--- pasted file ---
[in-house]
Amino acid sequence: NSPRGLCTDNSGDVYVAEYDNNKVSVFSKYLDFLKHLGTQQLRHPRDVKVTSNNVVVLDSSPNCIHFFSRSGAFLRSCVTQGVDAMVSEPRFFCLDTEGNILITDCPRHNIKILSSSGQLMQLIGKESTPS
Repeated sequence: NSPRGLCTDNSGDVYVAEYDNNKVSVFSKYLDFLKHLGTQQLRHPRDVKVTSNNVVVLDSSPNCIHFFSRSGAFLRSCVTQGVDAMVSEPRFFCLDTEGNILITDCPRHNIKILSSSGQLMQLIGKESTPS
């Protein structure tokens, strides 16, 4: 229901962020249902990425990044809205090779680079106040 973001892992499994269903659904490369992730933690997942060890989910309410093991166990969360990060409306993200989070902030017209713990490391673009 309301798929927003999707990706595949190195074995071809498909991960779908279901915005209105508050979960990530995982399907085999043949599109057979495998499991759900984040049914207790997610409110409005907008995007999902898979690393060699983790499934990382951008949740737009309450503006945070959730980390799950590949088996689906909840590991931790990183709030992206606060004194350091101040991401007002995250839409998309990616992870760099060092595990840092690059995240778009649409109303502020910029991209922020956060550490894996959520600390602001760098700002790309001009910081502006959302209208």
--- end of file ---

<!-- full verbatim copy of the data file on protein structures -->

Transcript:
[in-house]
Amino acid sequence: NSPRGLCTDNSGDVYVAEYDNNKVSVFSKYLDFLKHLGTQQLRHPRDVKVTSNNVVVLDSSPNCIHFFSRSGAFLRSCVTQGVDAMVSEPRFFCLDTEGNILITDCPRHNIKILSSSGQLMQLIGKESTPS
Repeated sequence: NSPRGLCTDNSGDVYVAEYDNNKVSVFSKYLDFLKHLGTQQLRHPRDVKVTSNNVVVLDSSPNCIHFFSRSGAFLRSCVTQGVDAMVSEPRFFCLDTEGNILITDCPRHNIKILSSSGQLMQLIGKESTPS
């Protein structure tokens, strides 16, 4: 229901962020249902990425990044809205090779680079106040 973001892992499994269903659904490369992730933690997942060890989910309410093991166990969360990060409306993200989070902030017209713990490391673009 309301798929927003999707990706595949190195074995071809498909991960779908279901915005209105508050979960990530995982399907085999043949599109057979495998499991759900984040049914207790997610409110409005907008995007999902898979690393060699983790499934990382951008949740737009309450503006945070959730980390799950590949088996689906909840590991931790990183709030992206606060004194350091101040991401007002995250839409998309990616992870760099060092595990840092690059995240778009649409109303502020910029991209922020956060550490894996959520600390602001760098700002790309001009910081502006959302209208």